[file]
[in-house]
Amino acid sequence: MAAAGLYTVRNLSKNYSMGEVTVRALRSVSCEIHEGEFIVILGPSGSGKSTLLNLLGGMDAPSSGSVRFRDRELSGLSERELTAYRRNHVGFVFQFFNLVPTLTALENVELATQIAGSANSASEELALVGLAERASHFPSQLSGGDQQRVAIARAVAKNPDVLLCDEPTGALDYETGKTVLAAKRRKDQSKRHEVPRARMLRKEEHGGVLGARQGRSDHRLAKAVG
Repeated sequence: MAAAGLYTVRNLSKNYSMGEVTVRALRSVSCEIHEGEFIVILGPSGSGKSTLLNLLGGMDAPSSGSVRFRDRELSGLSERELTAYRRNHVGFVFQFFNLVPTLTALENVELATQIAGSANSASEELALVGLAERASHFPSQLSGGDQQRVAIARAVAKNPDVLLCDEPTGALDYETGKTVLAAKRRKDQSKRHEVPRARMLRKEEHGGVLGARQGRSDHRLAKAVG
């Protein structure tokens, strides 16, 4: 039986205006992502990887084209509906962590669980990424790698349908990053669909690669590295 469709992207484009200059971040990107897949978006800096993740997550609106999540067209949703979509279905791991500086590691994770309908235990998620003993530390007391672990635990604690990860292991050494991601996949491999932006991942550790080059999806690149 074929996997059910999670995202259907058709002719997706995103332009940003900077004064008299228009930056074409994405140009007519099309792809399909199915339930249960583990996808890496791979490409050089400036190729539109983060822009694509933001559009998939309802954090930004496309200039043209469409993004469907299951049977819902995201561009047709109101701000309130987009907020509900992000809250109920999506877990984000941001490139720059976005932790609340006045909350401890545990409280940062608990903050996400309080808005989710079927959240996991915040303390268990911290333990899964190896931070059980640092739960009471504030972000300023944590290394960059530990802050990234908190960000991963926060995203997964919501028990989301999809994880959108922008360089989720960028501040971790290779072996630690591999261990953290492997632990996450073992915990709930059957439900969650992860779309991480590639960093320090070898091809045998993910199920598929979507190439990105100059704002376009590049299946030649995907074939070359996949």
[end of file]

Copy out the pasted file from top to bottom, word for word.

[in-house]
Amino acid sequence: MAAAGLYTVRNLSKNYSMGEVTVRALRSVSCEIHEGEFIVILGPSGSGKSTLLNLLGGMDAPSSGSVRFRDRELSGLSERELTAYRRNHVGFVFQFFNLVPTLTALENVELATQIAGSANSASEELALVGLAERASHFPSQLSGGDQQRVAIARAVAKNPDVLLCDEPTGALDYETGKTVLAAKRRKDQSKRHEVPRARMLRKEEHGGVLGARQGRSDHRLAKAVG
Repeated sequence: MAAAGLYTVRNLSKNYSMGEVTVRALRSVSCEIHEGEFIVILGPSGSGKSTLLNLLGGMDAPSSGSVRFRDRELSGLSERELTAYRRNHVGFVFQFFNLVPTLTALENVELATQIAGSANSASEELALVGLAERASHFPSQLSGGDQQRVAIARAVAKNPDVLLCDEPTGALDYETGKTVLAAKRRKDQSKRHEVPRARMLRKEEHGGVLGARQGRSDHRLAKAVG
């Protein structure tokens, strides 16, 4: 039986205006992502990887084209509906962590669980990424790698349908990053669909690669590295 469709992207484009200059971040990107897949978006800096993740997550609106999540067209949703979509279905791991500086590691994770309908235990998620003993530390007391672990635990604690990860292991050494991601996949491999932006991942550790080059999806690149 074929996997059910999670995202259907058709002719997706995103332009940003900077004064008299228009930056074409994405140009007519099309792809399909199915339930249960583990996808890496791979490409050089400036190729539109983060822009694509933001559009998939309802954090930004496309200039043209469409993004469907299951049977819902995201561009047709109101701000309130987009907020509900992000809250109920999506877990984000941001490139720059976005932790609340006045909350401890545990409280940062608990903050996400309080808005989710079927959240996991915040303390268990911290333990899964190896931070059980640092739960009471504030972000300023944590290394960059530990802050990234908190960000991963926060995203997964919501028990989301999809994880959108922008360089989720960028501040971790290779072996630690591999261990953290492997632990996450073992915990709930059957439900969650992860779309991480590639960093320090070898091809045998993910199920598929979507190439990105100059704002376009590049299946030649995907074939070359996949």